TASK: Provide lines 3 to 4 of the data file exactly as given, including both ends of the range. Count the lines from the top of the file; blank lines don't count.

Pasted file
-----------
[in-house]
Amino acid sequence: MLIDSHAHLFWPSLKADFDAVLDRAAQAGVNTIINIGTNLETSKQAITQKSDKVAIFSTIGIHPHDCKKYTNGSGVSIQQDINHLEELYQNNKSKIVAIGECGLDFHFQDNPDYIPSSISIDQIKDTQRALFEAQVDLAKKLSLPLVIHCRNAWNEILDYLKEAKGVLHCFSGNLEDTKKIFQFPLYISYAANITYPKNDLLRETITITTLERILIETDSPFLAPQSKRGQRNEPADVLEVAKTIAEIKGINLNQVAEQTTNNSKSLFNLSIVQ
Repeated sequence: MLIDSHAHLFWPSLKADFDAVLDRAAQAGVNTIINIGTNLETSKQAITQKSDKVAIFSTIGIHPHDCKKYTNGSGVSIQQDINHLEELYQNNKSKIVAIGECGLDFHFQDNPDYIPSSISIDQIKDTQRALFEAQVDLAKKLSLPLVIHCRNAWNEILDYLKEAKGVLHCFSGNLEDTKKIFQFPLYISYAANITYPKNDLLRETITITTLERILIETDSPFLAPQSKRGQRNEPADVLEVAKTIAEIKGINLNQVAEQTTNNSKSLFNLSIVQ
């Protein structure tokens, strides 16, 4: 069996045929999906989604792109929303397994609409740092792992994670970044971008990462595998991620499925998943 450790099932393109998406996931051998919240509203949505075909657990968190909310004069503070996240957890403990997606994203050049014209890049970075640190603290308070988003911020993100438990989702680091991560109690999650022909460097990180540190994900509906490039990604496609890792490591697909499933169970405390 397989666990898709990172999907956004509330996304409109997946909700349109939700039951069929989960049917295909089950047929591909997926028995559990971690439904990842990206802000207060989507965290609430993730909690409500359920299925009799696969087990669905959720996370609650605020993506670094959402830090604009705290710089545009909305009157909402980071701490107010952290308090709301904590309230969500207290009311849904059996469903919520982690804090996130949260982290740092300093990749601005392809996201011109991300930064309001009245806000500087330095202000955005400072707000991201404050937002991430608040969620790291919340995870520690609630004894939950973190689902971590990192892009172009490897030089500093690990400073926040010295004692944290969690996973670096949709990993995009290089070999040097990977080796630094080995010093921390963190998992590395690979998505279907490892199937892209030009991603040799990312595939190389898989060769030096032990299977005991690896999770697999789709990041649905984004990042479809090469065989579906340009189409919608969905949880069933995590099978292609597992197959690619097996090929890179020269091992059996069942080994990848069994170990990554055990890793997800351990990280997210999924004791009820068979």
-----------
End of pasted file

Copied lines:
Repeated sequence: MLIDSHAHLFWPSLKADFDAVLDRAAQAGVNTIINIGTNLETSKQAITQKSDKVAIFSTIGIHPHDCKKYTNGSGVSIQQDINHLEELYQNNKSKIVAIGECGLDFHFQDNPDYIPSSISIDQIKDTQRALFEAQVDLAKKLSLPLVIHCRNAWNEILDYLKEAKGVLHCFSGNLEDTKKIFQFPLYISYAANITYPKNDLLRETITITTLERILIETDSPFLAPQSKRGQRNEPADVLEVAKTIAEIKGINLNQVAEQTTNNSKSLFNLSIVQ
């Protein structure tokens, strides 16, 4: 069996045929999906989604792109929303397994609409740092792992994670970044971008990462595998991620499925998943 450790099932393109998406996931051998919240509203949505075909657990968190909310004069503070996240957890403990997606994203050049014209890049970075640190603290308070988003911020993100438990989702680091991560109690999650022909460097990180540190994900509906490039990604496609890792490591697909499933169970405390 397989666990898709990172999907956004509330996304409109997946909700349109939700039951069929989960049917295909089950047929591909997926028995559990971690439904990842990206802000207060989507965290609430993730909690409500359920299925009799696969087990669905959720996370609650605020993506670094959402830090604009705290710089545009909305009157909402980071701490107010952290308090709301904590309230969500207290009311849904059996469903919520982690804090996130949260982290740092300093990749601005392809996201011109991300930064309001009245806000500087330095202000955005400072707000991201404050937002991430608040969620790291919340995870520690609630004894939950973190689902971590990192892009172009490897030089500093690990400073926040010295004692944290969690996973670096949709990993995009290089070999040097990977080796630094080995010093921390963190998992590395690979998505279907490892199937892209030009991603040799990312595939190389898989060769030096032990299977005991690896999770697999789709990041649905984004990042479809090469065989579906340009189409919608969905949880069933995590099978292609597992197959690619097996090929890179020269091992059996069942080994990848069994170990990554055990890793997800351990990280997210999924004791009820068979």